Wednesday, June 22, 2011

Monday, June 20, 2011

Robin's Nest

P1110244 by P_Linehan
P1110244, a photo by P_Linehan on Flickr.
The second group of eggs has been laid in this nest in the eaves of my terrace.

Here are the three remaining eggs. We found another one fallen on the ground near the nest.

Following a bird's nest.

While pruning this tree we noticed a bird's nest inside. When you think of it, this is an ideal place to put a nest. We stopped doing the pruning so as not to disturb the nestlings inside.

P1110162 by P_Linehan
P1110162, a photo by P_Linehan on Flickr.

Here is a look at the babies on June 8.

And on June 19. They have grown quite a bit. I want to get a picture of the parents at some point.

Friday, June 17, 2011

Stranger in a Strange Land

I just finished rereading Robert Heinlein's masterpiece Stranger in a Strange Land. I haven't read it since high school. I hadn't even thought of it in years. I think the story has held up very well. There are some anachronisms that ring strange today. The curmudgeon, Jubal Harshaw, seems to treat his secretaries with 1950's condescension. But in the end we learn that he really loves and respects them.
Heinlein has a reputation as a libertarian. I expected more anti-government diatribes. There are some there. But compared to today's conservatives, he is respectful of government and politicians. After forcing the leader of the Federation to accept Michael, the man from Mars, he asks him to take control to manage Mike's immense fortune.
Of course, no one has really enacted the free love family relationship of the book. Yet, the message of tolerance and respect for people and the differences between people is so strong. This book has had a really important influence in my life, especially in the way I understand religion. It's an important aspect of human life and understanding, even though not factually correct and prone to exaggeration. We can only try to grok the universe and wait patiently.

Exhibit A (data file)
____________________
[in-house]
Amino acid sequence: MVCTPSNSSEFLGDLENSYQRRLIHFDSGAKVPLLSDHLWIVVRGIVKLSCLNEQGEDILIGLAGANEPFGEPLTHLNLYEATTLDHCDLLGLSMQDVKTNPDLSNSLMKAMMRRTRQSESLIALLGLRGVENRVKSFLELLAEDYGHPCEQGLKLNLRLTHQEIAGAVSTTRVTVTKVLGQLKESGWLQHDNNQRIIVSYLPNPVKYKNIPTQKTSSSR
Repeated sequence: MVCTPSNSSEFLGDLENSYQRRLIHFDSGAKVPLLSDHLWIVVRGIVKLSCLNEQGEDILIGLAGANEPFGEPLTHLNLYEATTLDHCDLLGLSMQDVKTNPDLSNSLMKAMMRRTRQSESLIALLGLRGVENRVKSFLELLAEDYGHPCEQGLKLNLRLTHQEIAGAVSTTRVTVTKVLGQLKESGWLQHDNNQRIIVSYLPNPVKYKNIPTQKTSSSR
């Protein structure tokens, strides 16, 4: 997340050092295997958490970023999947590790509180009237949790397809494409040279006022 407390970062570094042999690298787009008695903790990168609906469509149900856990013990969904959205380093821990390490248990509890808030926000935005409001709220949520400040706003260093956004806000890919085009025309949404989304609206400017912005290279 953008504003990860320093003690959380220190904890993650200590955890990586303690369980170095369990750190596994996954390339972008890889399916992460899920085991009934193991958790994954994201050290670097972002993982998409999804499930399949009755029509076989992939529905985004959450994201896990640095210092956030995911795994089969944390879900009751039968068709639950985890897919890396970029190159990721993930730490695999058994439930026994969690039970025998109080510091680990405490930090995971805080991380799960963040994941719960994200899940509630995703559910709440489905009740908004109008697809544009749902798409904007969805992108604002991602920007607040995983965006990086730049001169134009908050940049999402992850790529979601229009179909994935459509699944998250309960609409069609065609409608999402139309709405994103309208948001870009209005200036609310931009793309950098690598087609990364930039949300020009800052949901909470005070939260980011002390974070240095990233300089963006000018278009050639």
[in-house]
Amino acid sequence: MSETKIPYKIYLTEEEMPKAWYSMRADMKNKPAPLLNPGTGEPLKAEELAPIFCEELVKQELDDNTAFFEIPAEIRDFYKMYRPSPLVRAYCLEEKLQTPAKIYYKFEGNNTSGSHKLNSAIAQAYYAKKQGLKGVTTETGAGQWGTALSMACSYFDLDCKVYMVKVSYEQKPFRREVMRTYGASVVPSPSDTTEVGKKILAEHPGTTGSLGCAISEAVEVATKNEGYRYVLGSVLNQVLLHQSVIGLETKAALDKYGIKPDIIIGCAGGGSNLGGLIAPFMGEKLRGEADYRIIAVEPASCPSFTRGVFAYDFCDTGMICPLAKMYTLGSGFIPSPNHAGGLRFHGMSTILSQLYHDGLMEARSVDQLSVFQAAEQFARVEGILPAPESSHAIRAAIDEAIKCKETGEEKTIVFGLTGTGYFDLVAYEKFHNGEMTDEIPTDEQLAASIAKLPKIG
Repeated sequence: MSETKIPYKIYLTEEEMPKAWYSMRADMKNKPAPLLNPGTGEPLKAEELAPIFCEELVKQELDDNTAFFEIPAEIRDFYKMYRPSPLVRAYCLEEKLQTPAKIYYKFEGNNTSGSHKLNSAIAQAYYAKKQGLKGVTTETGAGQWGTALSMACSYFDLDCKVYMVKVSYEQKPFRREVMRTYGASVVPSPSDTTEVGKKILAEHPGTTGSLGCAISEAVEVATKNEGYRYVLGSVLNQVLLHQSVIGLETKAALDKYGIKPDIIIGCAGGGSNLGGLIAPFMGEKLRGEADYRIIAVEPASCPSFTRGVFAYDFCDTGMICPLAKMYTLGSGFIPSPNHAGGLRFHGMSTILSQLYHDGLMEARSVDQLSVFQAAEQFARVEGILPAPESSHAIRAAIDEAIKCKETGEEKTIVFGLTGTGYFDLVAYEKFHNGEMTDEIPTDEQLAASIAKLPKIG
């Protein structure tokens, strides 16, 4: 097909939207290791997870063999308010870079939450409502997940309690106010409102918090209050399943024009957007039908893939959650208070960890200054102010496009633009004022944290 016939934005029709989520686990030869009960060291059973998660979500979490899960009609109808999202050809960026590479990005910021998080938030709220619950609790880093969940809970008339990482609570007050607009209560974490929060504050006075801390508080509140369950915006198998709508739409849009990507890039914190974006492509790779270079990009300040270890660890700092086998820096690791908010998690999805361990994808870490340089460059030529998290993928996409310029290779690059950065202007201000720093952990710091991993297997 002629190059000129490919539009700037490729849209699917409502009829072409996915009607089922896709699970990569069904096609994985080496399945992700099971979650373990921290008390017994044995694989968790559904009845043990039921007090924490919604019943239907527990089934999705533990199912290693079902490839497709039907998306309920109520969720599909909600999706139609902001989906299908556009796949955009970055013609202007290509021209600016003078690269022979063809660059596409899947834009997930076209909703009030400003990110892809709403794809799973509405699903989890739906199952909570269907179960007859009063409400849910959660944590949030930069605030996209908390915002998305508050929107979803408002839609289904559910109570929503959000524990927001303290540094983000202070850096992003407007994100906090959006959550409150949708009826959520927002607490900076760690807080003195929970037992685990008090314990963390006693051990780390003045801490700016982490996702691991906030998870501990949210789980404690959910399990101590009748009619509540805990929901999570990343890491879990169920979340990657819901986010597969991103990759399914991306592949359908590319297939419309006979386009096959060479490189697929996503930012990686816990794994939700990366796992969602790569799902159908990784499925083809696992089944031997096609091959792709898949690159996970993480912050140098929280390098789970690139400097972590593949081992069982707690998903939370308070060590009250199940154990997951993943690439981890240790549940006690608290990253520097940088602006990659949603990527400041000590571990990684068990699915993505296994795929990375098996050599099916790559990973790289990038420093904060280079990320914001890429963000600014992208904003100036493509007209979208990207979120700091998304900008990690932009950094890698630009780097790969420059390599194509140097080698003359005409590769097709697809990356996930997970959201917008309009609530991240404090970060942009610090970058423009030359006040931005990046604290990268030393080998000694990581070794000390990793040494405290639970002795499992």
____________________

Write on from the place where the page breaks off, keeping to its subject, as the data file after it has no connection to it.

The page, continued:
I was surprised to learn that there is a full-length original version that was published by Heinlein's widow. I want to get that now.

Wednesday, June 15, 2011

Senegal tour highlights soil conservation and reforestation problems.

SudOnLine - Le Portail de Sud Quotidien SENEGAL | La problématique de l'eau et du reboisement au cœur du Débat

This article describes a tour of international experts around the Thies and Kaolack regions of Senegal to talk with local farmers about soil conservation and reforestation. Led by the Senegal Eaux et Forets, there were forestry experts from Burkina Faso, Cameroun, Tunisia, and the USA. Curiously, the article didn't give any names.

I have been on and even led many such tours during my time in Africa, including this area. I wonder where they went to eat afterward?

It seems that not much as changed in the nearly 25 years since I worked there. They were talking about spreading peanut shells over soils degraded by salt encroachment. But the village had treated only 290 of 1850 hectares affected. I wonder how much time it took to do this?

At least it was encouraging that people seemed to know what the problem was and how to go about fixing it.

Tuesday, June 14, 2011

Digital Archaeology

Today is the first time I ever heard the term "digital archaeology". I was listening to a podcast of On the Media. The reporter was visiting a museum exhibit where old computers had been loaded with original versions of various web pages. Even thought the web is only twenty years old, it changes so fast that time is accelerated. Can we save it all? Should we save it all? We'll have to see what happens. I know that this isn't the last we shall hear of this term. Here is a link to the story

Posted via email from Black Gap Road

Wednesday, June 01, 2011

Fill your bird feeder.

We hadn't filled the bird feeders in several weeks. After providing a new supply of sunflower seeds, these baby cardinals came to sampel the menu.
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